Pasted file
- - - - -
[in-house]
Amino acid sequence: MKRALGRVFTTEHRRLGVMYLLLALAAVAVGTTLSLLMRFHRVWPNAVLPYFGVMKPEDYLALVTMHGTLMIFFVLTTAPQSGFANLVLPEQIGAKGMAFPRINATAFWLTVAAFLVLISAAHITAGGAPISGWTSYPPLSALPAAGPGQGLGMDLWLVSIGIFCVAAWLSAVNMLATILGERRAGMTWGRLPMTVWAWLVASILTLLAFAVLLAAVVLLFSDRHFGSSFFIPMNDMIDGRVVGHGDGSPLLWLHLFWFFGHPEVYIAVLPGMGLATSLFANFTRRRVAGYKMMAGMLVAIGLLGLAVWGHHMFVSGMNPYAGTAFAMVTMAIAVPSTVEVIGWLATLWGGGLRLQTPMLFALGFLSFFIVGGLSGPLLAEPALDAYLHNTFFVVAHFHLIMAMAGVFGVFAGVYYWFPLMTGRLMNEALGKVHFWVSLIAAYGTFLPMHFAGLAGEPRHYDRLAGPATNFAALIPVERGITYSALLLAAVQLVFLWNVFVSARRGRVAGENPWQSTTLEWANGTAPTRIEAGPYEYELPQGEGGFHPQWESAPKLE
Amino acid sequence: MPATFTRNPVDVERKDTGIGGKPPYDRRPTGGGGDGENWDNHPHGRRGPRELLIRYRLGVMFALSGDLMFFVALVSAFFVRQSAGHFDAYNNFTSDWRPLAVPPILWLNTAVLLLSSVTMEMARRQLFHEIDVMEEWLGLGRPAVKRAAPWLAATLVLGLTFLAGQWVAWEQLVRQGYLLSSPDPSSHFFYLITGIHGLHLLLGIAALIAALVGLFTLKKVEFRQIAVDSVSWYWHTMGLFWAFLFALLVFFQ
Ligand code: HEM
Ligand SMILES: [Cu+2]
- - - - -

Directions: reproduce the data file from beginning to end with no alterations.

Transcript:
[in-house]
Amino acid sequence: MKRALGRVFTTEHRRLGVMYLLLALAAVAVGTTLSLLMRFHRVWPNAVLPYFGVMKPEDYLALVTMHGTLMIFFVLTTAPQSGFANLVLPEQIGAKGMAFPRINATAFWLTVAAFLVLISAAHITAGGAPISGWTSYPPLSALPAAGPGQGLGMDLWLVSIGIFCVAAWLSAVNMLATILGERRAGMTWGRLPMTVWAWLVASILTLLAFAVLLAAVVLLFSDRHFGSSFFIPMNDMIDGRVVGHGDGSPLLWLHLFWFFGHPEVYIAVLPGMGLATSLFANFTRRRVAGYKMMAGMLVAIGLLGLAVWGHHMFVSGMNPYAGTAFAMVTMAIAVPSTVEVIGWLATLWGGGLRLQTPMLFALGFLSFFIVGGLSGPLLAEPALDAYLHNTFFVVAHFHLIMAMAGVFGVFAGVYYWFPLMTGRLMNEALGKVHFWVSLIAAYGTFLPMHFAGLAGEPRHYDRLAGPATNFAALIPVERGITYSALLLAAVQLVFLWNVFVSARRGRVAGENPWQSTTLEWANGTAPTRIEAGPYEYELPQGEGGFHPQWESAPKLE
Amino acid sequence: MPATFTRNPVDVERKDTGIGGKPPYDRRPTGGGGDGENWDNHPHGRRGPRELLIRYRLGVMFALSGDLMFFVALVSAFFVRQSAGHFDAYNNFTSDWRPLAVPPILWLNTAVLLLSSVTMEMARRQLFHEIDVMEEWLGLGRPAVKRAAPWLAATLVLGLTFLAGQWVAWEQLVRQGYLLSSPDPSSHFFYLITGIHGLHLLLGIAALIAALVGLFTLKKVEFRQIAVDSVSWYWHTMGLFWAFLFALLVFFQ
Ligand code: HEM
Ligand SMILES: [Cu+2]